The first half average positions (courtesy of UEFA.com) - see how Mata (10) is in no protection to protect Cole (3), while Lichtsteiner (26) is higher up than Asamoah (22)


In the centre of the pitch, Oscar again did a decent job on Andrea Pirlo – he was unfortunate to be caught out for Juventus’ opening goal, a Pirlo shot that was turned in by Quagliarella – but Juventus’ bravery in terms of forward running was remarkable. From an early stage they got numerous players into the box, with both Claudio Marchisio and Arturo Vidal charging into goalscoring positions. Vidal found space between Ramires and Mata when Chelsea were defending, particularly when Juve attacked down the left and Ramires shuffled across the pitch.

Pirlo, too, was happy to move ahead of Oscar and risk being caught on the counter-attack – Juve were seemingly confident their surplus of centre-backs would allow them to stop breaks, although a couple of times defenders were forced into tactical fouls.

Juventus routines

In combination with the midfield running, Juve replicated their pre-arranged strategy to drag Chelsea’s defenders out of position. Both Vucinic and Quagliarella are mobile, quick but competent with their back to goal – so when one moved deep and drew a Chelsea centre-back up the pitch, the other would quickly sprint in behind. This happened a couple of times in the first half – an offside flag called a halt to one move – but it was most obvious in the second half when Quagliarella rounded Petr Cech, but couldn’t finish from a tight angle.

It was also notable that Juventus had prepared a couple of clever corner routines – one resulted in a short corner and a backwards ball into the path of Marchisio, who forced Cech into a save. Another less successful strategy was for Pirlo to chip a short corner to a player in advance of the near post, who would flick the ball into the six-yard box.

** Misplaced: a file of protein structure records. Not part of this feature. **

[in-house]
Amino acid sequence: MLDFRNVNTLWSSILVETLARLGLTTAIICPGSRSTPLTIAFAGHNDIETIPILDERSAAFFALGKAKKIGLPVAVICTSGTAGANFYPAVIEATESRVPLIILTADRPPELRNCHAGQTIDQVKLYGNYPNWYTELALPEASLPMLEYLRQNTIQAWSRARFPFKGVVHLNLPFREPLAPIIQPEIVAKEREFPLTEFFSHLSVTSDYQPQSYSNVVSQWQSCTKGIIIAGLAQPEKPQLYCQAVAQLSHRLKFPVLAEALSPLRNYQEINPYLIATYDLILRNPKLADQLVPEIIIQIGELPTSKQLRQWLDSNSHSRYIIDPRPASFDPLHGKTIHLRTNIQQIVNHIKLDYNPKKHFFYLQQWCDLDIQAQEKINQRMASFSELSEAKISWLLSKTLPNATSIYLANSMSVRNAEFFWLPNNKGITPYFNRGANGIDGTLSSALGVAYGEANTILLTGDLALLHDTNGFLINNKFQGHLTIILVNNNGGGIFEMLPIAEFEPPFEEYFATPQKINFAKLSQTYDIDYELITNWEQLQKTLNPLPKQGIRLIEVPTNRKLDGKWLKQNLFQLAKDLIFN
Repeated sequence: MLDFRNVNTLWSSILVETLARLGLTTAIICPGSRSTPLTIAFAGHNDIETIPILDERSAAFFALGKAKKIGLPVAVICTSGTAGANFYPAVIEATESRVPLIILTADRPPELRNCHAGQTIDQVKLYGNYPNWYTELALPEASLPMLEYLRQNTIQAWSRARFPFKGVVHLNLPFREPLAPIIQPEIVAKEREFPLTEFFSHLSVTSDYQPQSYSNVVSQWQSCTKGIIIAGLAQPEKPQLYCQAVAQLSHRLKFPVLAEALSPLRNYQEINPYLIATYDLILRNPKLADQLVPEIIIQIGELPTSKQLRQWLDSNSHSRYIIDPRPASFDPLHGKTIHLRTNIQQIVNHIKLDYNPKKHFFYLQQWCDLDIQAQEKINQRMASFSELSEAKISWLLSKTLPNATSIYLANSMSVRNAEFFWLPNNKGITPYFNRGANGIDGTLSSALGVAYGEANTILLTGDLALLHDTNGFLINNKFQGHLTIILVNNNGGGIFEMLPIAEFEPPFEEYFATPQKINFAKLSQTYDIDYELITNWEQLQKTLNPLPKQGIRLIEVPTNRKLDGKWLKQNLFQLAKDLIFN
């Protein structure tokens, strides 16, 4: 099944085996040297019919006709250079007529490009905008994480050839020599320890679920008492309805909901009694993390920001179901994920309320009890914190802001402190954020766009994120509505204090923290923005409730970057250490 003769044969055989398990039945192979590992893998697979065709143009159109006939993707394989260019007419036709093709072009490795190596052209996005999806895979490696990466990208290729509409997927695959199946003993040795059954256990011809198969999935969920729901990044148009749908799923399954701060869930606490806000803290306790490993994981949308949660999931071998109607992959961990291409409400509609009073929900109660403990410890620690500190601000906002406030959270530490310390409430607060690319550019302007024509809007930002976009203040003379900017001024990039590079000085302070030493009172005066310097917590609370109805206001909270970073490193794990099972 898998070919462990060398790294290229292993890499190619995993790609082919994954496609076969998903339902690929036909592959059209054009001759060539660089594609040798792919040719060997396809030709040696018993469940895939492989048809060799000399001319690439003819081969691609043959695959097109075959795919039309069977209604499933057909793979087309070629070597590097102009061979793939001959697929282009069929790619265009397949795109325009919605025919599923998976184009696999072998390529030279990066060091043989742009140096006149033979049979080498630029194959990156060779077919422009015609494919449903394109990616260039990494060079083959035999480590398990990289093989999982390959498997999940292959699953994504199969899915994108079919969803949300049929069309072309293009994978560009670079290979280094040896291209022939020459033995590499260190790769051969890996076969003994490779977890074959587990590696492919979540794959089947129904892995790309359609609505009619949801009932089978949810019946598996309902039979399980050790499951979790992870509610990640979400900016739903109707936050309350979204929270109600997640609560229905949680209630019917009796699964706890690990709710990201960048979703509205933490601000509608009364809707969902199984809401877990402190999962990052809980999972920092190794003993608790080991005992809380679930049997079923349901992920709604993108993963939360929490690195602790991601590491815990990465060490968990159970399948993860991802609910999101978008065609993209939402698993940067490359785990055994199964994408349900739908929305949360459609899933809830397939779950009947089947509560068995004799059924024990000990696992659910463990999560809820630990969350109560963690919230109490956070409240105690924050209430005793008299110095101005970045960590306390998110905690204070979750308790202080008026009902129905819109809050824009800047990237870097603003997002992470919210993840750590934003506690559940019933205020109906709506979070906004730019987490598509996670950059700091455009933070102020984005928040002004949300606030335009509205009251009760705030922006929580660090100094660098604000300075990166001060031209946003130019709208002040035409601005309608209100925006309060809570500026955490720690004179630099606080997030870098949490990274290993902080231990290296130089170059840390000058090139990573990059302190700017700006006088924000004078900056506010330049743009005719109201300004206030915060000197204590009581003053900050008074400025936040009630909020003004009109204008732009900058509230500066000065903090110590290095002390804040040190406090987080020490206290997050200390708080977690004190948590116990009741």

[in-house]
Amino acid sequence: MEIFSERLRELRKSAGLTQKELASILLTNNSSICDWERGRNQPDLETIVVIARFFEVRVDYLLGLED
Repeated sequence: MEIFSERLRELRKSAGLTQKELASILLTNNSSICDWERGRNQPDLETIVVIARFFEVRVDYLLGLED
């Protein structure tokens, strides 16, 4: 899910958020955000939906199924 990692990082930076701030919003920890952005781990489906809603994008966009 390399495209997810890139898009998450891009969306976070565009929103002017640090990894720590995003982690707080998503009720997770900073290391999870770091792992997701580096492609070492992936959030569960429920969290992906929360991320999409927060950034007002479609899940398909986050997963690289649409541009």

Di Matteo’s first substitution was predictable, replacing Azpilicueta with the more attack-minded Victor Moses – but within 90 seconds, Chelsea had conceded a goal assisted by Asamoah, who had previously been shackled by Azpilicueta.

It’s unlikely Azpilicueta would have been directly tracking Asamoah’s run – but he would have been in a deeper position than Moses was, which in turn might have pushed Ivanovic deeper and in a position to tackle Asamoah. Again, Juve’s commitment to brave runs paid off – nine seconds after a throw on the halfway line, they had four men inside the penalty box against Chelsea’s four defenders. That wrapped up the game.

Di Matteo then put on Torres for Mikel, moving Oscar deeper alongside Ramires.

Juve freshened things up with Martin Caceres replacing Lichtsteiner and Sebastian Giovinco on for Vucinic. This helped secure the win – Caceres brought both more defensive steel and renewed energy, while Giovinco kept making dangerous runs in behind a Chelsea defence playing an increasingly attack-minded game. Caceres set up Vucinic for a good chance, then made the interception that led to Giovinco scoring the third.


The decision to use Hazard didn’t cost Chelsea, nor did the decision to use Azpilicueta. Instead, they were prone to Juve’s midfield runs, the movement of their strikers, and the runs of Lichsteiner from right-wing-back (Asamoah on the other side only became a significant problem after Azpilicueta departed).

In fact, they were most exposed in the least experimental and least controversial parts of Di Matteo’s starting XI. That will prompt questions about his overall strategy at Chelsea, but his specific tactics for this game weren’t disastrous.